Throughout her diplomatic career and in the years since then, Madeleine Albright’s brooches have been more than just a fashion statement.
They were a part of her diplomatic signature.
“I feel nude without a pin,” said the former and first female secretary of state by phone from Washington last week. “Somehow the pins work for me.”
It was a serpent pin that started it all.
“The whole story never would have happened if it hadn’t been for Saddam Hussein,” she says matter-of-factly.
After the Gulf War, it was her job as the U.S. ambassador to the United Nations to enforce sanctions against Iraq.
“I was told I was supposed to say perfectly terrible things about Saddam Hussein constantly, which he deserved. Then all the sudden a poem appeared in the papers in Baghdad that compared me to many things one of them being an ‘unparalleled serpent.’ I happened to have the snake pin so I thought I’ll have a little fun and I wore it during our debates on Iraq.”
The media noticed.
“I thought, well this is fun, so I went out and bought a lot of costume jewelry that would reflect what we were going to do on any given day,” she says. “Good days were flowers and butterflies, and on bad days I wore a lot of insects and carnivorous animals. I was the only woman on the Security Council and the ambassadors would say, what are we going to do today. I’d say ‘read my pins.’”
These pins make up “Read My Pins: The Madeleine Albright Collection,” the newest exhibit at Cedar Rapids National Czech & Slovak Museum & Library, which opened May 11. Albright was in Cedar Rapids on Friday and today for two sold-out events celebrating the opening of the traveling exhibit, which will be on display through Oct. 27. She’s also visited with area students.
Born in Prague in the former Czechoslovakia, Albright has a deep affection for her Czech heritage and said she looked forward to her visit to the museum and Cedar Rapids, her first since the Floods of 2008.
“I love the Czech and Slovak Museum and all the things they are doing to celebrate the culture into which I was born. I look forward to seeing it,” she said. “Plus I like the Czech food that’s in Cedar Rapids and enjoy the whole atmosphere. It’s a very nice town.”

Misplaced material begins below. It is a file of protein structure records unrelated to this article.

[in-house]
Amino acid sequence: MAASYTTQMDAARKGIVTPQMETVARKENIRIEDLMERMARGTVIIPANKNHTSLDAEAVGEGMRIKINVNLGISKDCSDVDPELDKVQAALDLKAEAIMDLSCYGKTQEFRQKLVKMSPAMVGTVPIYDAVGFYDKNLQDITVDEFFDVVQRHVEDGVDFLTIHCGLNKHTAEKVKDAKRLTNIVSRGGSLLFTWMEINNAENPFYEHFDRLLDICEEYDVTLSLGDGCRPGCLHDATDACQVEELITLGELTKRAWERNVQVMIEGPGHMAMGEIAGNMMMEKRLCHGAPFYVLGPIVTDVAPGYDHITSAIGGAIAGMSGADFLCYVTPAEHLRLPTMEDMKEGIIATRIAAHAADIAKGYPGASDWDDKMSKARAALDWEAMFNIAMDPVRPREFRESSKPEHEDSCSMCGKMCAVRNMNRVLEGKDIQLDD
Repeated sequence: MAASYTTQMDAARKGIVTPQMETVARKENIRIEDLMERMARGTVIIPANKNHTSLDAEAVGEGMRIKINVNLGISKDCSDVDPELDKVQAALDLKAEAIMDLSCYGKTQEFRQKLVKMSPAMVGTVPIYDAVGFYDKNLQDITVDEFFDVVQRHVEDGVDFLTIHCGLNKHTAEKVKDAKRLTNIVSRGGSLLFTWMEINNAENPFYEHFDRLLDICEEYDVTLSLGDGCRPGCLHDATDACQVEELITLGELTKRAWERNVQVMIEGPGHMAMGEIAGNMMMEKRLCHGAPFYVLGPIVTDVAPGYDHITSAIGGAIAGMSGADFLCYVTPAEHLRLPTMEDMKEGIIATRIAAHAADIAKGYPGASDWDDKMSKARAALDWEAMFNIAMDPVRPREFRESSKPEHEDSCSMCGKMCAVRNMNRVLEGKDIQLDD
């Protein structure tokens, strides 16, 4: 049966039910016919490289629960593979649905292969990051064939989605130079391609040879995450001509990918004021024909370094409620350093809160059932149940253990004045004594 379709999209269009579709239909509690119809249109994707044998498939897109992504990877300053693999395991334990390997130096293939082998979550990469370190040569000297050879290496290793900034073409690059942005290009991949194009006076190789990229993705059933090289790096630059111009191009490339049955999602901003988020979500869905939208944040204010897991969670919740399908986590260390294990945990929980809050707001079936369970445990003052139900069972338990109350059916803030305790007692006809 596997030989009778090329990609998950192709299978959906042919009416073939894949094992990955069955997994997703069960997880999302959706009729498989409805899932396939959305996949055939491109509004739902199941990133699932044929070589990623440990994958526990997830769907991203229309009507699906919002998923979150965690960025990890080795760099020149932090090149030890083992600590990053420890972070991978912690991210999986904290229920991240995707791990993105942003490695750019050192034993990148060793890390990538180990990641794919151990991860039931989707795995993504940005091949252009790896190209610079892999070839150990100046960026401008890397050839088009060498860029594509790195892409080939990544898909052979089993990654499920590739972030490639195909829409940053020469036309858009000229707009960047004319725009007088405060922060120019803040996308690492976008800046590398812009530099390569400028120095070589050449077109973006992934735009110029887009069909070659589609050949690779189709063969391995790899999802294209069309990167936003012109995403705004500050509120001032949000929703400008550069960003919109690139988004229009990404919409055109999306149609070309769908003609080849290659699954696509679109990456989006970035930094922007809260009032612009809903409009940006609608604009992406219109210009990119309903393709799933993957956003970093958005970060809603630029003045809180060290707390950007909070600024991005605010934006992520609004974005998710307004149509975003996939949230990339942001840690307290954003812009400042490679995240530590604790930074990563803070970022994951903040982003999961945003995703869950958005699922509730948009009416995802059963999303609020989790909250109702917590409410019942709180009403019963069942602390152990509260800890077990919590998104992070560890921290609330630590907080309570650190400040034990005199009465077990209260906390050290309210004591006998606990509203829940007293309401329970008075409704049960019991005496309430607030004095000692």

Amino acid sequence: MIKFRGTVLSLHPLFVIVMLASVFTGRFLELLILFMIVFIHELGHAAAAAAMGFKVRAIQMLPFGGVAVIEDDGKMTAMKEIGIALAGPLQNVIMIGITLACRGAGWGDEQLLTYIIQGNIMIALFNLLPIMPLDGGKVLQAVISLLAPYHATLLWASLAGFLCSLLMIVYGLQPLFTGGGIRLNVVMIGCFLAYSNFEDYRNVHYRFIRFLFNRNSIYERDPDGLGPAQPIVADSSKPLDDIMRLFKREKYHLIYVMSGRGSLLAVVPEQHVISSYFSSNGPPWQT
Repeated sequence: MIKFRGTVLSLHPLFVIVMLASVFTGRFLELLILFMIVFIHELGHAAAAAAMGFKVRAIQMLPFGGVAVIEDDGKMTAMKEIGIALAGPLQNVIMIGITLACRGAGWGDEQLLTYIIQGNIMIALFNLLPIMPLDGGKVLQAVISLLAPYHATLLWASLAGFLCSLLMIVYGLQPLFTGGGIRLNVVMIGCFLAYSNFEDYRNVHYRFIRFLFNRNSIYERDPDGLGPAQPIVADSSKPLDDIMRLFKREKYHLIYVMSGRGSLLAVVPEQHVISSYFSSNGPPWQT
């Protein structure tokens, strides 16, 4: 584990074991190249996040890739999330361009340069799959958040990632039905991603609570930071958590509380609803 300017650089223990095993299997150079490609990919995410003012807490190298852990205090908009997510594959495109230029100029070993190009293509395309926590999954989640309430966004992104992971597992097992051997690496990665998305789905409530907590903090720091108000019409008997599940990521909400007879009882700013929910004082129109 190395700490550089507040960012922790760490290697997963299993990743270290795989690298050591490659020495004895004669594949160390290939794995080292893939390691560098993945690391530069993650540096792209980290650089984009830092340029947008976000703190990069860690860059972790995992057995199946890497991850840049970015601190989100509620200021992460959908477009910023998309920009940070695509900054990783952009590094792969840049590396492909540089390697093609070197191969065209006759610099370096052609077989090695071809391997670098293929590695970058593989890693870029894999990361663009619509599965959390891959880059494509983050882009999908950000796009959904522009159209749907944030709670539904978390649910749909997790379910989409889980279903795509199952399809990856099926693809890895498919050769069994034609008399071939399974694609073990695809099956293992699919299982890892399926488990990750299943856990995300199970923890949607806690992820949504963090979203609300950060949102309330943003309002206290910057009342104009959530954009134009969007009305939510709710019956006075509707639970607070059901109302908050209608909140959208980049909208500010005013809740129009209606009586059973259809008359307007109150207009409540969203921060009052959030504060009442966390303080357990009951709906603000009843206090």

Albright was the first female secretary of state — appointed by Bill Clinton and unanimously confirmed by the U.S. Senate — from 1997 to 2001. She was also the U.S. ambassador to the United Nations from 1993 to 1997.
She wants visitors to the exhibit to realize that “one can have a very serious job and have fun,” she said.
And she hopes the pins and the stories that go with them will give a more tangible history lesson.
“I hope people learn a little bit about the history and issues I had to deal with when I was at the UN and as secretary of state. I love foreign policy, but I think that it has to be less foreign and really have stories that go with it. I hope people see the exhibit as a pleasant way of learning about a lot of issues. As they say a spoonful of sugar makes the medicine go down.”
The 280 pins — ranging from animals, sea life and insects to instruments, flowers and several vintage pins, including a “Suffragette pin” from 1900 — were used by Albright to emphasize the importance of a negotiation, signify high hopes, protest the absence of progress and show pride in Several pins in the exhibition symbolize the glass ceiling she broke and the weight of the world on her shoulders during the time she served that office.
As her career advanced, her pins got bigger.
“I wore them partially to cover up the holes of the other pins,” she said with a laugh. “But some of it had to do with messages I really did want to send. One of my bigger pins is my American flag I wore with (North Korean dictator) Kim Jong-il,” she said. “They kept criticizing the United States and I figured that if they took a picture of their dear leader with me that it was going to be publicized, so why not wear the biggest American flag I could find.”
“My favorite really is Katie’s heart in so many ways because it tells a story about how an inanimate object can have meaning.”
Another pin in the exhibition, the “Katrina Pin,” reinforces that same idea.
A young man whose father was a World War II vet and whose mother had died as a result of Hurricane Katrina gave Albright the amethyst family heirloom while she was visiting New Orleans just a year after the disaster.
“It really is kind of a stunning depiction of what emotion and meaning a piece of jewelry can carry with it.”
If you go
What: “Read My Pins: The Madeleine Albright Collection”
When: Through Oct. 27. Museum open Monday through Saturday at 9:30 a.m. to 4 p.m. and noon to 4 p.m. Sunday
Where: National Czech & Slovak Museum & Library, 1400 Inspiration Pl. SW, Cedar RapidsMore information: Ncsml.org